“Kids have a screen in their faces on the average of 7.5 hours a day,” said Tony Bianco, middle school student minister at The Loop Campus of Houston’s First Baptist Church and a technology consultant who aids parents in gaining control over their family’s media addiction.
After working as an Apple Expert while attending seminary, Tony fell into the role of technology consultant to families just over two years ago after giving a talk at a father-son Bible study. The lesson, “Honoring God in your Status Updates,” struck a chord with the dads, many realizing they could use a little help managing their kids’ (and their own) media use.
Tony began meeting with families and counseling them on the basis of three “WHYs?” behind having a technology plan:
“Screen addiction is a real phenomenon,” said Tony. “It’s a clinical addiction, much like an addiction to drugs or alcohol.”
In addition to overcoming the addictive nature of apps and the World Wide Web, many parents recognize that some children are lacking in relational skills that those in pre-Web generations are not. “This generation is the most social, non-social generation ever,” said Tony. Instructing younger children, beginning in third or fourth grade, he says, is the optimal time to begin setting parameters on devices in the household.
“The demographics for cell phone use has gotten younger,” he says. Tony and Diamend (right) have two young children who are growing up with technology all around them. “Parents raised before the digital generation have no precedent for parenting children with cell phones, tablets and game consoles. Knowing how to protect and guide children through the digital world can be a little daunting.”
Tony initially began consulting with Steve and Kelly Madden and their four children, who range in age from 13 to 19. The oldest was 17 when Tony began working with them. “We could see bad influences encroaching in our family life through all the devices and untraceable new software,” said Steve. “We had no plan, alignment or rules established.”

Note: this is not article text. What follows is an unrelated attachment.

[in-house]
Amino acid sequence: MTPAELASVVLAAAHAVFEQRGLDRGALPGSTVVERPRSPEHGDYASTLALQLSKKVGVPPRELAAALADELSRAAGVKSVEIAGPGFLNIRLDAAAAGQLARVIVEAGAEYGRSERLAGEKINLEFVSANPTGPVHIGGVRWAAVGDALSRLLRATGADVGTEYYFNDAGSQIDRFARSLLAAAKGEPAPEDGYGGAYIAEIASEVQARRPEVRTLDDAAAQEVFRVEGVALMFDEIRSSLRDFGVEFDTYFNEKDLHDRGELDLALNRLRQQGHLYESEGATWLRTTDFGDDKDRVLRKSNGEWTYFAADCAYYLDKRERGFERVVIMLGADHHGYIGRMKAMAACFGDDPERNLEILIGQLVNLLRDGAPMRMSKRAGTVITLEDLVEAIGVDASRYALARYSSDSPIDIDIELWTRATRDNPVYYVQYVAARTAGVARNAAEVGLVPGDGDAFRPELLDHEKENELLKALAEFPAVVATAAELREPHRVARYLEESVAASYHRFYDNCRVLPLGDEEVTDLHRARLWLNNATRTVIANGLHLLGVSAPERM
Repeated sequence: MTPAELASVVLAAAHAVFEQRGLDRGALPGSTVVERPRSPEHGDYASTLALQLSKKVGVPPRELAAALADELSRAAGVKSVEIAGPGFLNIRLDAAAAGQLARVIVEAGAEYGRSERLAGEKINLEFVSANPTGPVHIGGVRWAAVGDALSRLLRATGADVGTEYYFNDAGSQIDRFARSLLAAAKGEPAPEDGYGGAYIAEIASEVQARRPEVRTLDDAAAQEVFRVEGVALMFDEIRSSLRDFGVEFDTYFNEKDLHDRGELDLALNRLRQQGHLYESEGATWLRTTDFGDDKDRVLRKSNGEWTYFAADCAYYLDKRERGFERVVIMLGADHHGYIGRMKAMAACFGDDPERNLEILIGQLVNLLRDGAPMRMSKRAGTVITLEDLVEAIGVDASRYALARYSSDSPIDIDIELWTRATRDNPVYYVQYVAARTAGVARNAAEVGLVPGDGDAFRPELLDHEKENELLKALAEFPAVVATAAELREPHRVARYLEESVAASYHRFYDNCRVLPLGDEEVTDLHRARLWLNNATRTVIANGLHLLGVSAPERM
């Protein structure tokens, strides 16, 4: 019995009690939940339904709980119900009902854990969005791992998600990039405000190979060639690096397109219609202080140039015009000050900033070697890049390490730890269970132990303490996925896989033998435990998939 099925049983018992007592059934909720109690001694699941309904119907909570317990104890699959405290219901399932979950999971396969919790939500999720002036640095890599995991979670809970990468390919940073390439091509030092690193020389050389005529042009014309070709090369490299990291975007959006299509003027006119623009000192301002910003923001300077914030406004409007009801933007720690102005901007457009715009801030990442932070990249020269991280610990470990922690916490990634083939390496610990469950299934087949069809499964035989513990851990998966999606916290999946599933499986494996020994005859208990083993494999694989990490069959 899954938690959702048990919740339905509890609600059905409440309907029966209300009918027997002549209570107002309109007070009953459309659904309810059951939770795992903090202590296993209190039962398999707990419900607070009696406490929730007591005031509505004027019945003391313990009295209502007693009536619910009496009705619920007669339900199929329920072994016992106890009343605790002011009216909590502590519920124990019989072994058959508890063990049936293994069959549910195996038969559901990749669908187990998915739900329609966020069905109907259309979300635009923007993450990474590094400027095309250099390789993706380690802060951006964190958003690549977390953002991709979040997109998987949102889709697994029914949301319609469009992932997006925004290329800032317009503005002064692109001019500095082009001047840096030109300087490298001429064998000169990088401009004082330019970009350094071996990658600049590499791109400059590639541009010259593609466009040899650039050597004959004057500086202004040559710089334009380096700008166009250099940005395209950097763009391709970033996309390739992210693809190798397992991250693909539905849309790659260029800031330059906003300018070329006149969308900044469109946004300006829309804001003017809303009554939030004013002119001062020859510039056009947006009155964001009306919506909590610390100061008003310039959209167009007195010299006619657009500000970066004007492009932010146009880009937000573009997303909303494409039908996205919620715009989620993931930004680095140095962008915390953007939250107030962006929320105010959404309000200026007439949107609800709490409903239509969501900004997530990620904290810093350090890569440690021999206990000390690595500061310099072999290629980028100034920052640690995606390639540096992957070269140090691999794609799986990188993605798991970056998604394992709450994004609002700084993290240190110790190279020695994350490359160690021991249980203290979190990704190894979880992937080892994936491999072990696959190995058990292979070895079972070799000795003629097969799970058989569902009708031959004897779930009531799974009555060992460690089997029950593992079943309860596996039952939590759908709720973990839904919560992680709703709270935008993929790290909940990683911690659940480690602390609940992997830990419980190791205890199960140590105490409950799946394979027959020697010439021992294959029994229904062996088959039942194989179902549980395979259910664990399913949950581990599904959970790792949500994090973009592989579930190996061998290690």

The strategy is to assist families in getting a handle on technology in four instructional sessions. Tony kicks off with a meet and greet of the whole family where he assesses the technology in their lives, sets goals and gets buy-in from students in the household about the necessity of a technology plan in their home.
“Tony has a wonderful gift of getting everyone (kids and parents) on the same page through setting common family goals,” said Kelly. “The goals begin to reveal themselves in the interview/profile meeting.”
The next meeting is a walk-through of statistics, figures and research. Each family member fills out an evaluation sheet about his or her own priorities and preferences for using their digital devices and game systems. In a “parents only” meeting during each session, Tony discusses loopholes and little known information like parental controls, rating systems in apps, and practices and apps to watch out for.
“Parents need to know the ways predators are getting to children through their devices,” said Tony. “Often they gain access through their children’s ‘Friends.’ Social media is a two-way street. If you don’t know your child’s friends well, there’s potential for inappropriate content coming to his or her device.”
In the third meeting, the initial draft of the Family Technology Plan is presented so each family member can see the others’ priorities. Tony goes over each person’s version to reinforce the whys of the process. The family makes tweaks as Tony continues to discuss time and location schedules and specific behaviors when using their devices.
“The older children were a bit shocked at the schedule we adopted, and frankly, so were we,” said Steve, “but we’re all on the same page now. We have less screen time and more family time.”
Finally, in the last meeting each family member gets a copy of the Plan and declares their cooperation by signing a covenant (family contract) to visually reinforce their decision. At this meeting, Tony also takes questions and acts as a personal technology guide to troubleshoot problems family members may be having.
Kelly says dealing with technology is a significant part of parenting and wishes they had heard about Tony earlier in the process. “Establishing a Family Technology Plan before devices are introduced is actually better timing,” she says, “— before entitlement of ownership sets in.”
Helping a child make good media choices means educating parents about the pluses and pitfalls of technology. Parents can take back family time by holding children accountable to established family values and expectations, and reinforcing appropriate behaviors in the home.
“No matter how old your child is, as long as they are still living at home, it isn’t too late to establish a technology plan,” said Tony. “It boils down to deciding that technology won’t rule your family.”